While the upcoming months are famous for their classic fall storms, the first half of fall is expected to be less active than normal across most of the country – the one key exception be areas that are impacted by tropical storms and hurricanes. However, a more typical pattern is expected late in the season.
Looking at the precipitation map for the fall season, overall rain and snow amounts are expected to be near to below normal for the season across much of the country.
Dry conditions may persist for much of the interior Northwest, leading to concerns for worsening drought. However, precipitation should slowly trend towards normal for the Pacific Coast, as the stubborn ridge that brought heat and drought through the summer breaks down.
In the Desert Southwest, rainfall may even be enhanced by moisture from recurving eastern Pacific tropical systems, thanks in part to the very warm water temperatures off the coast.
The eastern two thirds of the country can expect precipitation near normal overall for the fall season. However, with the active hurricane season in full swing, we can’t rule out impacts from additional tropical systems – which could tip some localized areas, even inland, well above normal this season. And while we don’t expect the second half of the hurricane season to be as active as the past several weeks, all the favorable conditions for tropical development that we have seen through the late summer will still be in place in the early fall.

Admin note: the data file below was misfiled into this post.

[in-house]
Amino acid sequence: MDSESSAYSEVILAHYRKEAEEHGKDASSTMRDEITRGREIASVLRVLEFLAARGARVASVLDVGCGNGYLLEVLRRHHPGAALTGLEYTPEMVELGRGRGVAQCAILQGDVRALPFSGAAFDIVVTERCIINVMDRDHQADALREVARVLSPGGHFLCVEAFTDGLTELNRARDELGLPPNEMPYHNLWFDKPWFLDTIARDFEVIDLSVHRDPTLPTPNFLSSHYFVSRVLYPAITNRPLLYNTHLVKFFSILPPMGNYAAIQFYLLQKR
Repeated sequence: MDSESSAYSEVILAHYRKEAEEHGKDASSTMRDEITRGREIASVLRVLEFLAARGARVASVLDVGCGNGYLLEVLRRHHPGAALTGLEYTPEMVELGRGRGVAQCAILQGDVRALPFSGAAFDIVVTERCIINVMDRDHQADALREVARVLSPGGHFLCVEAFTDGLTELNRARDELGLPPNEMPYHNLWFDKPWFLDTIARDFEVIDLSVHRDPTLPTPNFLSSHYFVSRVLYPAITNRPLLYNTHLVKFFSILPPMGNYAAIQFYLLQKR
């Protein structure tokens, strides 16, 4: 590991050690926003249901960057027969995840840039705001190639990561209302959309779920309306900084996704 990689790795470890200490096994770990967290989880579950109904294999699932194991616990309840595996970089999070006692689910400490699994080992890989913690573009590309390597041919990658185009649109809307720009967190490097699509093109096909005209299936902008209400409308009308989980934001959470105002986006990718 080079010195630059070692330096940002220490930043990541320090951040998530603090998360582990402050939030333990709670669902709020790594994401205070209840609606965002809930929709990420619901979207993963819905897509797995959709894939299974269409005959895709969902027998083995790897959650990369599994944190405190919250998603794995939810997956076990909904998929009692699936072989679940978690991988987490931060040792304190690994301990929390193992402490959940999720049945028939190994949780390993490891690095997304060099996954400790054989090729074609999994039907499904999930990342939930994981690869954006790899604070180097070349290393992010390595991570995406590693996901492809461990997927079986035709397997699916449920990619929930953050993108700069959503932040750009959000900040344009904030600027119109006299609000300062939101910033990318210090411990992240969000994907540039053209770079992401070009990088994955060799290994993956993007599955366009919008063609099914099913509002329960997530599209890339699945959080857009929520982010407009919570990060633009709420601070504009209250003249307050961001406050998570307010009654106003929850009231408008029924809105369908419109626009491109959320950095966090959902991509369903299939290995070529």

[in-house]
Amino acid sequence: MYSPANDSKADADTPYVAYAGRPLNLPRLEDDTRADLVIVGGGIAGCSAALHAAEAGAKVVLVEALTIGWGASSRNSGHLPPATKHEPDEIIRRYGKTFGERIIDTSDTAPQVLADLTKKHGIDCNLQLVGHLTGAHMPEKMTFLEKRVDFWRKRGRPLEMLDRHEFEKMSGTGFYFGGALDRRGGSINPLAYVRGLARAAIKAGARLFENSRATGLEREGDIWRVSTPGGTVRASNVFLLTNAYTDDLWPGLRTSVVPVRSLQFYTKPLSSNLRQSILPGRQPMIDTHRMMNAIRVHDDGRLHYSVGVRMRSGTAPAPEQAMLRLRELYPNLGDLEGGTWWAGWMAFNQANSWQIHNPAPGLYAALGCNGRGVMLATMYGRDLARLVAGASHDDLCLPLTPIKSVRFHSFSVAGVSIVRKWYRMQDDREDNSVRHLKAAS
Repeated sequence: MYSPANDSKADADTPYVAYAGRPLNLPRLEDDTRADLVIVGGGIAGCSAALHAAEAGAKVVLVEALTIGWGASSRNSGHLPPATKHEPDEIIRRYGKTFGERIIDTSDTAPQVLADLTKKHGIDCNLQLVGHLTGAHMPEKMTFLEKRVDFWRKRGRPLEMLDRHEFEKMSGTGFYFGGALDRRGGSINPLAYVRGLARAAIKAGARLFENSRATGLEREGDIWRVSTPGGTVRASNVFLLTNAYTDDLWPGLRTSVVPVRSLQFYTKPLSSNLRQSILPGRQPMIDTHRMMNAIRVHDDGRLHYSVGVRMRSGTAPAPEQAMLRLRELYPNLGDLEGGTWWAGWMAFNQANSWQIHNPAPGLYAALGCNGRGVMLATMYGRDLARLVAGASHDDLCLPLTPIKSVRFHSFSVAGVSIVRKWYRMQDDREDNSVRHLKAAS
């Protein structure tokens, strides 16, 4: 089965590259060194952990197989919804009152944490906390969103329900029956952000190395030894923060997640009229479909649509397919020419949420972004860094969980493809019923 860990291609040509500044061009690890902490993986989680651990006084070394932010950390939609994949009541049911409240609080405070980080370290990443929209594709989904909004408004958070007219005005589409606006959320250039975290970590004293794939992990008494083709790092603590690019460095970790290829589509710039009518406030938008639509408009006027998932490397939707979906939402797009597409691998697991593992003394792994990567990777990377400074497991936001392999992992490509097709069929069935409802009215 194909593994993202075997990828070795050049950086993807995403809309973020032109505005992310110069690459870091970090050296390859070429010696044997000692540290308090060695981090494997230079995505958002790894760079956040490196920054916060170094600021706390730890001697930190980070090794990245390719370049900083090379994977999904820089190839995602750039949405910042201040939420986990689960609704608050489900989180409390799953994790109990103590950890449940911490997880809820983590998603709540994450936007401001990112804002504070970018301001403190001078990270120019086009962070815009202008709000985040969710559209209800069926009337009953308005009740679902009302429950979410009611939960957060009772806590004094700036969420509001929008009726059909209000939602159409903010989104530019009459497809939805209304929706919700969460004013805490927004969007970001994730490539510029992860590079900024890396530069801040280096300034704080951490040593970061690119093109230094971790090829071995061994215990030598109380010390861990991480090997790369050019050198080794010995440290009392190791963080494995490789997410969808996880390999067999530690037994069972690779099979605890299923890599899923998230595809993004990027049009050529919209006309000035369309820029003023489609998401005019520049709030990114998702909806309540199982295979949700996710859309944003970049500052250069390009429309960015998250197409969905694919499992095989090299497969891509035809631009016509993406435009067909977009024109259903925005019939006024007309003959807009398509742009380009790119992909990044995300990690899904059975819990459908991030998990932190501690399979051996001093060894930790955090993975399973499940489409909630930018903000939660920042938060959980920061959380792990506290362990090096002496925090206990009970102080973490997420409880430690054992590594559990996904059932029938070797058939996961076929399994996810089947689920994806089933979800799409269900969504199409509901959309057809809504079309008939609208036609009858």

With lingering warm water near the Eastern Seaboard and Gulf Coast, we certainly can’t rule out additional impactful landfalls this year.
Towards the end of the season, November should bring a few classic fall storms – which have a reputation for bringing widespread strong winds and heavy rain. This also introduces the potential for some impactful winter weather before Thanksgiving.
For more details on the 2017 U.S. Fall Forecast, be sure to watch the video that leads this article.
Looking even further ahead, here is a look at our preliminary forecast for the upcoming winter.
While there are several similarities to last year in the global pattern, we expect some differences in how this winter will evolve.
We don’t expect this winter will be as severe near the West Coast, which should mean less snow for the lower elevations in Washington, Oregon, and northern California. The Cascades and Sierra won’t match last year’s epic snow totals either, but there should still be more than enough accumulation for a strong ski season.
The coldest air relative to normal is expected to settle into the Northern Plains, Upper Midwest, and western Great Lakes. Meanwhile the southern tier can look forward to a milder than usual season.
An active storm track is expected to bring more Colorado Low type systems into the Great Lakes and Northeast which may mean more snow and mixed precipitation for the region. But at the same time the lake waters are not as warm as last year, which could reduce the amount of lake effect snow squalls this season.
There are mixed signals for now on how long we will have to wait for the arrival of persistent winter weather. However, once winter does arrive we expect that it will be more persistent than it was last year east of the Rockies where January and February were very mild.
We will continue to monitor global patterns and refine this forecast as the fall season progresses. We will have much more detail on what to expect this winter in our next seasonal outlook, which will be released at the end of November.